Senior offensive lineman and captain Nick Martin said a lot of the offensive struggles began in the trenches.

“We‘ve got one play, one man to block on the offensive line, we didn’t do enough up front, and that’s what it came down to,” Martin said.

USC started with the ball with 8:13 on the clock and scored three minutes later on a 14-yard pass from Kessler to junior receiver Nelson Agholor. Agholor caught the ball on a slant at the nine-yard line, broke three arm tackles and plowed through Irish sophomore linebacker Jaylon Smith for the touchdown and the 35-0 Trojans lead. Agholor had 12 receptions for 120 yards and a touchdown in the game.

Irish sophomore quarterback Malik Zaire reaches for a touchdown.Kevin Song | The Observer
Irish sophomore quarterback Malik Zaire reaches for a touchdown.
Kelly said the lopsided defeat was due to lack of depth on defense and a lack of execution on offense.

“You know, they’re playing as hard as they can, there’s just a deficiency there personnel wise on the defensive side of the ball.” Kelly said. “We made too many mistakes on the offensive side of the ball — uncharacteristic mistakes. I was just praising our wide receivers this week and they come in and drop too many balls, one that lead to a key interception. I’m disappointed in their play today from an offensive standpoint. And we didn’t get the kind of play out of the quarterback early on that we needed on the road against a team like USC.”

The Irish got up off the mat and flashed some momentary signs of life when Zaire and sophomore offensive lineman Mike McGlinchey came into the game with 5:09 on the clock in the first half. Sophomore running back Greg Bryant rushed for four yards, Zaire completed a 49-yard pass to junior receiver Chris Brown and then ran for an 11-yard touchdown to finally put the Irish on the board. The three-play drive covered 64 yards in 58 seconds. The drive marked Zaire’s first pass attempt and completion, as well as his first rushing touchdown. The job for the offensive line was no different with the changes, and the team was never going to give up regardless of who was at quarterback, Martin said.

“That’s never an option as a football player — any athlete, really,” Martin said. “You compete until that clock hits zero.”

Notre Dame then forced the Trojans to punt on the ensuing possession and got the ball back on its own 19-yard line with 1:42 and three timeouts left. The Irish were able to get the ball to the USC 27-yard line with nine seconds left for Brindza to attempt the 44-yard field goal. Brindza’s attempt hit the left post and the ball dropped — no good. USC went into the half leading 35-7.

Martin said the Irish, as a whole, simply did not do enough.

Trojans mascot shakes hands with a fan in the LA Coliseum.Kevin Song | The Observer.
Trojans mascot shakes hands with a fan in the LA Coliseum.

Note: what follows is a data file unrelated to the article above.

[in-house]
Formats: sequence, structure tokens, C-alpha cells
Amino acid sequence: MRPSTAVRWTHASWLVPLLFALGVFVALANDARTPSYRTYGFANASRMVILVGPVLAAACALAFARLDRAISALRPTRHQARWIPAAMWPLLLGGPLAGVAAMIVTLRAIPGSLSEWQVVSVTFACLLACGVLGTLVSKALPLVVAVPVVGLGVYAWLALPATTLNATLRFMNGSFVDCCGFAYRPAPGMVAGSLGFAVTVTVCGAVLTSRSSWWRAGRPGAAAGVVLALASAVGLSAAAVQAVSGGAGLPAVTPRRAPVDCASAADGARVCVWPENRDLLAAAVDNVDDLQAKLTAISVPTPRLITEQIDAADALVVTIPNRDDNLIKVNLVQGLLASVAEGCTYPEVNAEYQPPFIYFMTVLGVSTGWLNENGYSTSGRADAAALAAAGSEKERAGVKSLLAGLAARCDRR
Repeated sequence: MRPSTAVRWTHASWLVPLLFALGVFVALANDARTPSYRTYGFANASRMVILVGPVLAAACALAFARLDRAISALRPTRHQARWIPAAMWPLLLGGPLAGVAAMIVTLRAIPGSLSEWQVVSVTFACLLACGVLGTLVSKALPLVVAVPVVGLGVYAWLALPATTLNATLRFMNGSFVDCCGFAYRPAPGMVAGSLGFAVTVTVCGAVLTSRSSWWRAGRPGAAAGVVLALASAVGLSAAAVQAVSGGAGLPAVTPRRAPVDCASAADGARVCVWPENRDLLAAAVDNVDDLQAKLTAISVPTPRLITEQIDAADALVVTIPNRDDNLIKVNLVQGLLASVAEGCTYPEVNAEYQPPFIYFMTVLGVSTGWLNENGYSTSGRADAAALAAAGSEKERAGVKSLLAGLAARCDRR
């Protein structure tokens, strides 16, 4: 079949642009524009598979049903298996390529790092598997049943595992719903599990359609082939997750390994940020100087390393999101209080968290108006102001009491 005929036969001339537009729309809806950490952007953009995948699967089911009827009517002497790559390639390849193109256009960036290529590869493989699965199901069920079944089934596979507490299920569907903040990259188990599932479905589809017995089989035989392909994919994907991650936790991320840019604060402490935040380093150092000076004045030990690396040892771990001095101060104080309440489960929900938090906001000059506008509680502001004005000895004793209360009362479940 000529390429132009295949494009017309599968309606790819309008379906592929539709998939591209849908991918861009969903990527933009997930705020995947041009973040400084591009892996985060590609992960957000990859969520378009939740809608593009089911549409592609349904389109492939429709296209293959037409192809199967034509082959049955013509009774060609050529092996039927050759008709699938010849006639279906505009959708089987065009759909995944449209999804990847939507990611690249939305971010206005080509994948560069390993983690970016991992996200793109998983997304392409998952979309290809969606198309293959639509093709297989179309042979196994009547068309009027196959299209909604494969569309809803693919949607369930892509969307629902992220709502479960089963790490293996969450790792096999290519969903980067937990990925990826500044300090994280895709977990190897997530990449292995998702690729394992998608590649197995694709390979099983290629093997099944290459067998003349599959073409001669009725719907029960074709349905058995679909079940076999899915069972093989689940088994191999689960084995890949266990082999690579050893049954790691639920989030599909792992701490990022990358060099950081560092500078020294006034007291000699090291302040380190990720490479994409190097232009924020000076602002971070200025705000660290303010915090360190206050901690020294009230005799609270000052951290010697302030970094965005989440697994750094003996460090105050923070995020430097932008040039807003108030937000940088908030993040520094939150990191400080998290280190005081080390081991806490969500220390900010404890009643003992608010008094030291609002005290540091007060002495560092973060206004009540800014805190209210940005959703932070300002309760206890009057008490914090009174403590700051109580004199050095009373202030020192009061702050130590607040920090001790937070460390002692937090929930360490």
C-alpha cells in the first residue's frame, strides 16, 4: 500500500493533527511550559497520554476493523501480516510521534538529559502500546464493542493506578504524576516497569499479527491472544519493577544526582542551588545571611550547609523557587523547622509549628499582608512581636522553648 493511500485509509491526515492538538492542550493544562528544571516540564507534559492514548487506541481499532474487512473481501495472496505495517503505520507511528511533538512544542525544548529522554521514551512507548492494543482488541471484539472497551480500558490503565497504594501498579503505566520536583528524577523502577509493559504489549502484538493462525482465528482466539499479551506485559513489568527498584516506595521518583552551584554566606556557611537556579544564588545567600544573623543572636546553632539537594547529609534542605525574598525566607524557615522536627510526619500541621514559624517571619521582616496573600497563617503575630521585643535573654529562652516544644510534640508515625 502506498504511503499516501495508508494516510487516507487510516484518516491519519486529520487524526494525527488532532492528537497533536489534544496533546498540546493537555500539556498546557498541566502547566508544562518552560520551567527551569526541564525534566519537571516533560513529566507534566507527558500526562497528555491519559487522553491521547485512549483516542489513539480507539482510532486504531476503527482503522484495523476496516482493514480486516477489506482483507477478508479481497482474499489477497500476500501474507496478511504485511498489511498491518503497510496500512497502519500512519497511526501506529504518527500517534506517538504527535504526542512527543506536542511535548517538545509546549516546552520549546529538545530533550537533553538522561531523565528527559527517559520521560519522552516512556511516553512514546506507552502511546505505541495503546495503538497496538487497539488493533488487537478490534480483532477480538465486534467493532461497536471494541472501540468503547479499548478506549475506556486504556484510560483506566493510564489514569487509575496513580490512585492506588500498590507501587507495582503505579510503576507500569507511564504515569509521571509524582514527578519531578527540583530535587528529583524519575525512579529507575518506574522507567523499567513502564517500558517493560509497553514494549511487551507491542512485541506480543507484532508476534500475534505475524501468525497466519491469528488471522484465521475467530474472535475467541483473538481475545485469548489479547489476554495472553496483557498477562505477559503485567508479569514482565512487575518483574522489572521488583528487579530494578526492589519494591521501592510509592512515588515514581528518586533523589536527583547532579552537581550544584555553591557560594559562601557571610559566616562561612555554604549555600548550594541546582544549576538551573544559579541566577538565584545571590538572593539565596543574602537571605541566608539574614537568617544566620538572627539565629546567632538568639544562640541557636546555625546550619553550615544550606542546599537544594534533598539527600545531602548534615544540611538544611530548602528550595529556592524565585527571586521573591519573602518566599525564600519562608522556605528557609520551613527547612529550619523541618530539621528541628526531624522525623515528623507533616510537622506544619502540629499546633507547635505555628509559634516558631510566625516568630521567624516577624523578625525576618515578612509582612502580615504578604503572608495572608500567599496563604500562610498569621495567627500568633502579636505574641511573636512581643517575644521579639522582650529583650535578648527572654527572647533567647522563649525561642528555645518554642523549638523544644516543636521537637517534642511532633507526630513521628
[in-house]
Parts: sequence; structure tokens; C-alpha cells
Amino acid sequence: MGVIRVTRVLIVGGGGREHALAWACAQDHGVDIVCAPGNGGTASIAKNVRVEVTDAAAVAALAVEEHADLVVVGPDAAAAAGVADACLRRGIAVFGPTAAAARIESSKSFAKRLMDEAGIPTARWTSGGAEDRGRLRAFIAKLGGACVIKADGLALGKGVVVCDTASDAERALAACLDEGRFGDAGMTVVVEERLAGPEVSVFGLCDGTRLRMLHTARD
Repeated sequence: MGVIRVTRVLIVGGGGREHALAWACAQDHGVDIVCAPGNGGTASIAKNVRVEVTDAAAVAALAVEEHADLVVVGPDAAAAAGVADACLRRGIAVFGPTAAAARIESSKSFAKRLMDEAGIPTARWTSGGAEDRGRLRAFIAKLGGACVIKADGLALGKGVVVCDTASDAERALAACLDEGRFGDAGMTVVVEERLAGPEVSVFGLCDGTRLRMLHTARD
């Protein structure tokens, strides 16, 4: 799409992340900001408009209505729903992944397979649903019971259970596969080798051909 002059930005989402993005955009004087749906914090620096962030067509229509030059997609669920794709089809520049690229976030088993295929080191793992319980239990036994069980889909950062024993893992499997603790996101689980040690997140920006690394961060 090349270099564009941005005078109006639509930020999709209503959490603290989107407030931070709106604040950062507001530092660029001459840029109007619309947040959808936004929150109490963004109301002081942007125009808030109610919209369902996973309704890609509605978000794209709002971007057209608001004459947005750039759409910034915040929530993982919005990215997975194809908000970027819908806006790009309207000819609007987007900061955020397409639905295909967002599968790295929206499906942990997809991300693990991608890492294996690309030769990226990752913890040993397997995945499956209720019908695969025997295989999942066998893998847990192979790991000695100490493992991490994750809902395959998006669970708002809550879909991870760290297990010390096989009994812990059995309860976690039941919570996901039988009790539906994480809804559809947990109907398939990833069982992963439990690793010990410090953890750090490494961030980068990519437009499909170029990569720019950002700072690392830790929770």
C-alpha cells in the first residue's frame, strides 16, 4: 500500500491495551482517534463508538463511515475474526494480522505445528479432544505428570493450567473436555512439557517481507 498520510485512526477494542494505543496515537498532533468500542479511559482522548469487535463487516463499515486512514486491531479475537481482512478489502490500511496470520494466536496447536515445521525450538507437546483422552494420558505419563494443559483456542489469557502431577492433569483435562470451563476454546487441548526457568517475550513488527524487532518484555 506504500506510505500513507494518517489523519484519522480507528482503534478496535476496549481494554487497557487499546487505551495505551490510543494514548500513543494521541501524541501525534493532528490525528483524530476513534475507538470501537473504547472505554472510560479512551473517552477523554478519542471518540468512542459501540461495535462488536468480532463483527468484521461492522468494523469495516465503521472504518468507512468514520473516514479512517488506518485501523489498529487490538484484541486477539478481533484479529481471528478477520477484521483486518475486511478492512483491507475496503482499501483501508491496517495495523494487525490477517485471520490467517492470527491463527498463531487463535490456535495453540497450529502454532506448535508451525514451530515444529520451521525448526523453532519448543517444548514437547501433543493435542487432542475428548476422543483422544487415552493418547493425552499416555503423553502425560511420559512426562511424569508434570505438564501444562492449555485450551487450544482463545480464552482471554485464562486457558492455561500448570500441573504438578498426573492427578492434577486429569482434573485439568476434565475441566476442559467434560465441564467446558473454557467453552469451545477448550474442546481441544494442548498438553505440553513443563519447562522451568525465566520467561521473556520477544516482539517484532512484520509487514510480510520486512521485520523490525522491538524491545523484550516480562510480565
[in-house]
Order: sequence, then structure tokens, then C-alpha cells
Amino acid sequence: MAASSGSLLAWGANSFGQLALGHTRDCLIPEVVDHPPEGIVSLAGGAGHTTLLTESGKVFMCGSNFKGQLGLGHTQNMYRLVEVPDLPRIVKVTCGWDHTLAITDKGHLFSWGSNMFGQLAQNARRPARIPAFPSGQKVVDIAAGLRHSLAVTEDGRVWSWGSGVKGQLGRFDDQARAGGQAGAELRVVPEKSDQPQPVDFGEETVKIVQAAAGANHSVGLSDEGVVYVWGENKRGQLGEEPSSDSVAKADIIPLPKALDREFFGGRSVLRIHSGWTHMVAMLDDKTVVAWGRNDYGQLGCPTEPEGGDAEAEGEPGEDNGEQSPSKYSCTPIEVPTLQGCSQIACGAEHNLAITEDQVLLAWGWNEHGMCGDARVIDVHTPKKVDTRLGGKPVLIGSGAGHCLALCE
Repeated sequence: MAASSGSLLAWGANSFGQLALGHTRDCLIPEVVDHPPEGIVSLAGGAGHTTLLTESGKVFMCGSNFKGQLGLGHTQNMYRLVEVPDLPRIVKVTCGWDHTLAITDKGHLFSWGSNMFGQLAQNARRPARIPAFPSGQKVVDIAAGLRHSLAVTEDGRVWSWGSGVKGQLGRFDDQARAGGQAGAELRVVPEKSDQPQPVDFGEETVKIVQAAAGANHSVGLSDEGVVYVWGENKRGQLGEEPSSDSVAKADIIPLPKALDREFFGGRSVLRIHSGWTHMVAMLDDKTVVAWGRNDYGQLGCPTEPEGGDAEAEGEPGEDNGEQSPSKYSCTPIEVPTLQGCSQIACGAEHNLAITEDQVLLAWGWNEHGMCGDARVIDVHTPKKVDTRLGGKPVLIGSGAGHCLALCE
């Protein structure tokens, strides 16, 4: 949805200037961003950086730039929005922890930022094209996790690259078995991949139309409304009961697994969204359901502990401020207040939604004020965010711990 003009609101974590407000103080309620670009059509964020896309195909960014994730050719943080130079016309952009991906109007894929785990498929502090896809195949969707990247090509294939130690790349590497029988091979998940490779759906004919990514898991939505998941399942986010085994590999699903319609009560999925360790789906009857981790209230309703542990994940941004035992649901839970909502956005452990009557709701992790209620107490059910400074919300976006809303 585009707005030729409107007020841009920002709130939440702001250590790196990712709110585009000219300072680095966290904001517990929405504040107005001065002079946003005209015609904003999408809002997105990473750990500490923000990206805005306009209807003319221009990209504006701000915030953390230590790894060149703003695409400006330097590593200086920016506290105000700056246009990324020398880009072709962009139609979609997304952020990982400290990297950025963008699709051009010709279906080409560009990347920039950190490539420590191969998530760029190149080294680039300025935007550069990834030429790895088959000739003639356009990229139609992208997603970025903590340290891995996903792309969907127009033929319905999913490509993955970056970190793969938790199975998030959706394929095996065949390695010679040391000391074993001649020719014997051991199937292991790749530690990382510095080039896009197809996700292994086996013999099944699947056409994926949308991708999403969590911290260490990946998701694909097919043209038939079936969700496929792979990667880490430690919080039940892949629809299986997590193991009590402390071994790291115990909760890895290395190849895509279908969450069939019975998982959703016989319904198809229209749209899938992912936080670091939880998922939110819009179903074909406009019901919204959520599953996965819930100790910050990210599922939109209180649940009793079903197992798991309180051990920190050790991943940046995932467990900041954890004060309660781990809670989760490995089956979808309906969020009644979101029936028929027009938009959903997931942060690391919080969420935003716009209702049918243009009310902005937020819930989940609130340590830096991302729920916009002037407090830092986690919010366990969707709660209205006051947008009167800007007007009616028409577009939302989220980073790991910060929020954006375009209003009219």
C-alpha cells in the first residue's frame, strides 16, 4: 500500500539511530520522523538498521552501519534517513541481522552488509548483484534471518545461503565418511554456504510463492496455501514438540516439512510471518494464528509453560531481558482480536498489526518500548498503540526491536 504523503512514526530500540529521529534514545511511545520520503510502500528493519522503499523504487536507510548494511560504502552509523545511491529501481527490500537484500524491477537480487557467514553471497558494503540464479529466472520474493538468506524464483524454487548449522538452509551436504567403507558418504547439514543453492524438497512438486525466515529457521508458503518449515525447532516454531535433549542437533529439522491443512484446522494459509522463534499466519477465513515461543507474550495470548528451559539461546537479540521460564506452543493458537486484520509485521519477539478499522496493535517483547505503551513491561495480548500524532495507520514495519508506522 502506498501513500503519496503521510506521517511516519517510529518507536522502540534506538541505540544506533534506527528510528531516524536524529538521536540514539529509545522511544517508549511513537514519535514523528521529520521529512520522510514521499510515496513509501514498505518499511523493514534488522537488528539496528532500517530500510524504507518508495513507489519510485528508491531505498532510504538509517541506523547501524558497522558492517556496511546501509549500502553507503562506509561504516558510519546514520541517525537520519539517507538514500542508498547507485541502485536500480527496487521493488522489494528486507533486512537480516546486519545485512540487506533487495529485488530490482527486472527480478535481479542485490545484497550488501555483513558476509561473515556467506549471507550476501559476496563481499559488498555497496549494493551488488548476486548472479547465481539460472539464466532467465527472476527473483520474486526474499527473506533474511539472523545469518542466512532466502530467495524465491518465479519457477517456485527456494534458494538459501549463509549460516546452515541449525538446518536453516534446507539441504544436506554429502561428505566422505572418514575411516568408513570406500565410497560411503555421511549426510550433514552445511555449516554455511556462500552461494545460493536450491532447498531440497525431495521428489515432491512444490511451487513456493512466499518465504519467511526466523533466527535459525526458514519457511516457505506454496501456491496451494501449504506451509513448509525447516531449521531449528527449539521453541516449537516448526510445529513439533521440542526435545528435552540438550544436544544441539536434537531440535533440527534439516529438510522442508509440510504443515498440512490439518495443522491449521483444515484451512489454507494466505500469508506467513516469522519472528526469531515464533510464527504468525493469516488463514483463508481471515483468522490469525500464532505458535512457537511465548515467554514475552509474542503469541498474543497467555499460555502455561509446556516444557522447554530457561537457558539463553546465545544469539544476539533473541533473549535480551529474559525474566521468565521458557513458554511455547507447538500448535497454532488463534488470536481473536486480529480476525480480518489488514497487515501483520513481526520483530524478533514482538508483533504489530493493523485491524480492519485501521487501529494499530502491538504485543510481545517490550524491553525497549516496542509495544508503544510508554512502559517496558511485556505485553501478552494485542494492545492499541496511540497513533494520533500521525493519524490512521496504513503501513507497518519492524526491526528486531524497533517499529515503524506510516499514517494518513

“We have a lot of weapons on offense and we go into games thinking — knowing — that we are going to put a lot of points on the board,” Martin said. “That’s our goal. Today, we didn’t execute, and that’s what it came down to.”

USC opened the second half with more points. After going 66 yards on 10 plays, Kessler hooked up with redshirt senior tight end Randall Telfer from nine yards out to cap off the drive. Despite being held, Telfer split three Notre Dame defenders and came down with the ball for his first score on the day. The Trojans took the 42-7 lead.

Kelly said that the youth of Notre Dame’s defense showed Saturday.

“We knew we were shorthanded,” Kelly said. “We’ve lost a lot of players on defense these last five weeks. It’s been a very difficult run for us. Key players on defense. Having to play so many young players on defense. We just haven’t been able to stop anybody. It’s been a difficult run for us. So, we knew we that it was going to be an uphill run.”

Later in the third quarter, Davis finalized the USC scoring spree with a 16-yard touchdown run. His initial cut past sophomore defensive lineman Isaac Rochell in the backfield was good enough to also put him past two more Notre Dame defenders and into the end zone.

Bryant made the game slightly closer on the scoreboard with a one-yard run to make the score 49-14 with 2:48 left in the third quarter. Martin said the loss should provide fuel to the Notre Dame players for the bowl game and the offseason.

“There’s no doubt we got punched in the face,” Martin said. “But Kelly’s built a culture here and we just have to get back on that track. With the bowl game, everyone should have a chip on their shoulders. This team, we’re competitors and no one likes to lose.”

Kelly said the Irish should use this loss to get back to where they feel they belong.

“We can’t forget to lose sight of today,” Kelly said. “We have to remember where we are after today’s loss. It’s a red-letter day for our football players and our coaches alike. Two years ago, we were playing for a national championship.

“We have a lot of young players, and I am very confident as to where they want to go. They want to get back and expect to be back in the spot we were a couple of years ago.”